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NIH Record

Cadet Kicks Off 4th 'Science Working for Us' Series

By Wayne Bowen and Roland Owens

Dr. Jean Lud Cadet, chief of the molecular neuropsychiatry section of the Neuroscience Branch, National Institute on Drug Abuse, presented a seminar in honor of Black History Month titled "Free Radicals, Drugs of Abuse and Neurodegeneration: Implications for Parkinsonism." He presented his research on the neurotoxic effects of methamphetamine (meth), a drug of abuse, the use of which has increased dramatically over the past few years.

Although used for its euphoric effects, meth can cause a number of psychiatric and neurologic complications including psychosis, strokes and sudden death. In addition to its acute effects, it can have long-term neurodegenerative effects that affect mostly the monoaminergic neurotransmitter systems of the brain. These are characterized by marked decreases in the levels of the neurotransmitters dopamine and serotonin and their metabolites. Although these meth-induced abnormalities have been known for a long time, the mechanisms that lead to these changes have remained to be clarified. Cadet's laboratory has carried out studies in an attempt to elucidate the cellular and molecular events involved in these deleterious effects.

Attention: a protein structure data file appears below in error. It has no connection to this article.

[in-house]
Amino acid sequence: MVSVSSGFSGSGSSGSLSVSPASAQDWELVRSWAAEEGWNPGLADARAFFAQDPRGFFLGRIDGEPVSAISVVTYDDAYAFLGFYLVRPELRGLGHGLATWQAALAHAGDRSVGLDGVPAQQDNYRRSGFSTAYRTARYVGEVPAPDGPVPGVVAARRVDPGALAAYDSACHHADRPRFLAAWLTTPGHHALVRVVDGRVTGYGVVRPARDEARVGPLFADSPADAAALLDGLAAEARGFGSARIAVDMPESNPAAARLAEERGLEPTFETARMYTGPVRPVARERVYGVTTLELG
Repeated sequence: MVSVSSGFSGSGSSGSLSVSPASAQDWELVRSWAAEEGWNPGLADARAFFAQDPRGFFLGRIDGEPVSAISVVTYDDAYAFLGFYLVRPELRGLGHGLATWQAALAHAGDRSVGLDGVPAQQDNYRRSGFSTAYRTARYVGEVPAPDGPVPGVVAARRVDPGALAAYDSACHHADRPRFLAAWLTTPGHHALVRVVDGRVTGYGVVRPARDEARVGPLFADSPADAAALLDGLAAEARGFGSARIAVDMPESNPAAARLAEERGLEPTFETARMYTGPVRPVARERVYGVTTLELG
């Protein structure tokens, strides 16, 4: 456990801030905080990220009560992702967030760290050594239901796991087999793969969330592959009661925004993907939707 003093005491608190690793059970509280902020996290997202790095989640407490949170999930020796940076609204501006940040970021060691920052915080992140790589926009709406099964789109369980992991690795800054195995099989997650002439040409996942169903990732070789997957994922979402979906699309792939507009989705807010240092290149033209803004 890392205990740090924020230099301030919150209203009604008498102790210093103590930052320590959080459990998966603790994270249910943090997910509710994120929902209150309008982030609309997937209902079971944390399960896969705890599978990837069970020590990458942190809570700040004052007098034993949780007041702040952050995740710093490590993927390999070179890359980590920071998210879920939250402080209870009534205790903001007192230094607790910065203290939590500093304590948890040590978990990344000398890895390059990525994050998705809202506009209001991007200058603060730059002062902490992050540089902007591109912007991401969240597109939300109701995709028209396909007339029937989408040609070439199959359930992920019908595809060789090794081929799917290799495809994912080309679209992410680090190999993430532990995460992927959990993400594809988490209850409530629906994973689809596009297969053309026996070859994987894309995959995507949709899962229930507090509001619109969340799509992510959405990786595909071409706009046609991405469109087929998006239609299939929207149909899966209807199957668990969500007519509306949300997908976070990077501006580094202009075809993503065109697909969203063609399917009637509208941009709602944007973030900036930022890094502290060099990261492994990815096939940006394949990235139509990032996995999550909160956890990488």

Dr. Jean Lud Cadet

Cadet showed that meth kills cells by a process resembling apoptosis and that expression of the anti-apoptotic proto-oncogene bcl-2 affords protection in vitro. Furthermore, he showed that knockout mice lacking the pro-apoptotic factor p53 were protected from the long-term neurotoxic effects of meth. These studies suggest a close link between meth toxicity, oxygen free radicals, and induction of cell death by apoptosis. Cadet outlined the important implications of this work for Parkinson's disease, a neurodegenerative disorder affecting the dopaminergic system of the brain.

On staff at NIDA's Addiction Research Center in Baltimore since 1992, Cadet was recently appointed clinical director of the institute's Intramural Research Program, where he supervises clinical procedures and medical care for all human volunteers enrolled in ARC research programs. He is a member of the committee on the status of minority intramural scientists and serves as program director of NIDA's Minority Research Training Program. He also serves on the editorial board of the journal Synapse.

Cosponsored by the National Institute of Neurological Disorders and Stroke, this seminar was the 10th in the "Science Working for Us" seminar series that is presented by the speakers bureau of the NIH Black Scientists Association. The series was established in February 1995 to highlight accomplishments of Black scientists in NIH intramural and extramural programs and to provide a forum for health-related issues of importance to the minority community. For more information about the series or the NIH Black Scientists Association, visit the Web site at http://www.nih.gov/science/blacksci/index.html


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